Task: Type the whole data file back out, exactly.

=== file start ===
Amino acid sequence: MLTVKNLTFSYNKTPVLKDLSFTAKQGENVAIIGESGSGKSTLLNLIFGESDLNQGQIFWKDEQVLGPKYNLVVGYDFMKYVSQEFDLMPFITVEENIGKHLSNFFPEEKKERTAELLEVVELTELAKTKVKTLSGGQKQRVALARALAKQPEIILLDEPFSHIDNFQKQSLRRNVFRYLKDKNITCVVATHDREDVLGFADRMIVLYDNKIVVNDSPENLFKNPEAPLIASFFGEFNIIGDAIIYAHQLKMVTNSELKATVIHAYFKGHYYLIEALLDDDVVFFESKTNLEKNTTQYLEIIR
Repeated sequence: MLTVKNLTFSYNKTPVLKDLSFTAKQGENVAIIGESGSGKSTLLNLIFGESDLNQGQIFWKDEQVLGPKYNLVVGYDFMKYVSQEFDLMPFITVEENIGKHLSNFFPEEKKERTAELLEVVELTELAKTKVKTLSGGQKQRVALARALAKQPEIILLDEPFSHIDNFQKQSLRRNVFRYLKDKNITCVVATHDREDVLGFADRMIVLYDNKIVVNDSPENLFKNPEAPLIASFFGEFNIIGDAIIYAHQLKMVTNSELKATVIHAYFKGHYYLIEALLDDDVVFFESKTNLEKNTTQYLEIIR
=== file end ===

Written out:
Amino acid sequence: MLTVKNLTFSYNKTPVLKDLSFTAKQGENVAIIGESGSGKSTLLNLIFGESDLNQGQIFWKDEQVLGPKYNLVVGYDFMKYVSQEFDLMPFITVEENIGKHLSNFFPEEKKERTAELLEVVELTELAKTKVKTLSGGQKQRVALARALAKQPEIILLDEPFSHIDNFQKQSLRRNVFRYLKDKNITCVVATHDREDVLGFADRMIVLYDNKIVVNDSPENLFKNPEAPLIASFFGEFNIIGDAIIYAHQLKMVTNSELKATVIHAYFKGHYYLIEALLDDDVVFFESKTNLEKNTTQYLEIIR
Repeated sequence: MLTVKNLTFSYNKTPVLKDLSFTAKQGENVAIIGESGSGKSTLLNLIFGESDLNQGQIFWKDEQVLGPKYNLVVGYDFMKYVSQEFDLMPFITVEENIGKHLSNFFPEEKKERTAELLEVVELTELAKTKVKTLSGGQKQRVALARALAKQPEIILLDEPFSHIDNFQKQSLRRNVFRYLKDKNITCVVATHDREDVLGFADRMIVLYDNKIVVNDSPENLFKNPEAPLIASFFGEFNIIGDAIIYAHQLKMVTNSELKATVIHAYFKGHYYLIEALLDDDVVFFESKTNLEKNTTQYLEIIR